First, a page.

This work may not be copied, distributed, displayed, published, reproduced, transmitted, modified, posted, sold, licensed, or used for commercial purposes. By downloading this file, you are agreeing to the publisher’s Terms & Conditions.


Abecarnil for the Treatment of Generalized Anxiety Disorder: A Placebo-Controlled Comparison of Two Dosage Ranges of Abecarnil and Buspirone

Mark H. Pollack, M.D., John J. Worthington, M.D., Gisele Gus Manfro, M.D., Michael W. Otto, Ph.D., and Bonnie G. Zucker

Published: April 1, 1997

Article Abstract

Background: The development of effective and well-tolerated anxiolytic agents is an area of criticalclinical importance. Abecarnil, a beta carboline, is a partial benzodiazepine-receptor agonist thathas demonstrated promise as an anxiolytic agent. In this study, we examine the efficacy, safety, anddiscontinuation-related effects of abecarnil, buspirone, and placebo in the acute and long-term treatmentof patients who have generalized anxiety disorder. Method: This is a double-blind, placebo-controlledstudy of two dosages of abecarnil and buspirone. In total, 464 patients were randomized. Aftera placebo run-in week, patients entered a 6-week double-blind treatment period, followed by an optional18-week maintenance period for treatment responders. After abrupt discontinuation of the acuteor maintenance treatment, patients entered a 3-week placebo-substitution follow-up period. Treatmentresponse was assessed with the Hamilton Rating Scale for Anxiety and the Clinical Global Impressions(CGI) Scale. Results: Compared with placebo, abecarnil showed significant anxiolytic activityearly in the treatment period, particularly in the high-dosage group, though these differences did notmaintain statistical significance at the end of the trial. Buspirone was associated with a slower onset ofaction and better symptom relief than placebo after 6 weeks of therapy. Withdrawal symptomsemerged in patients who abruptly discontinued abecarnil (particularly at the higher dosage) only inthose receiving a longer duration of treatment. Conclusion: The results of this study need to be understoodin the context of a high placebo-response rate, which hampers the ability to demonstrate significantdrug-placebo differences. This study suggests that abecarnil may be an effective anxiolytic agent;further attention is warranted to assess its spectrum of clinical effectiveness.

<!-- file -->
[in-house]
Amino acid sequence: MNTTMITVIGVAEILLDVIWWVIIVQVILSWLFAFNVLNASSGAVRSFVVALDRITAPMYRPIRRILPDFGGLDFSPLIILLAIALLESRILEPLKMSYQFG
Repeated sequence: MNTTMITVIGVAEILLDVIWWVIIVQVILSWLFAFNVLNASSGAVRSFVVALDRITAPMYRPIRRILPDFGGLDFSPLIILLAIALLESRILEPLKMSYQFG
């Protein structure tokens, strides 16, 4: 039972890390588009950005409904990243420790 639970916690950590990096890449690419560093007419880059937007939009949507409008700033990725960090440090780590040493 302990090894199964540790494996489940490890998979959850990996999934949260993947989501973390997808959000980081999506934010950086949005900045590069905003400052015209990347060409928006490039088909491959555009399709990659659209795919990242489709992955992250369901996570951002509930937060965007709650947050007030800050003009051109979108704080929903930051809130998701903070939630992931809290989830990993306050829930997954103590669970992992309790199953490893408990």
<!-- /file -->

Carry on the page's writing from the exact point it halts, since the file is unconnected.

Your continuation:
Some JCP and PCC articles are available in PDF format only. Please click the PDF link at the top of this page to access the full text.

Volume: 58

Quick Links: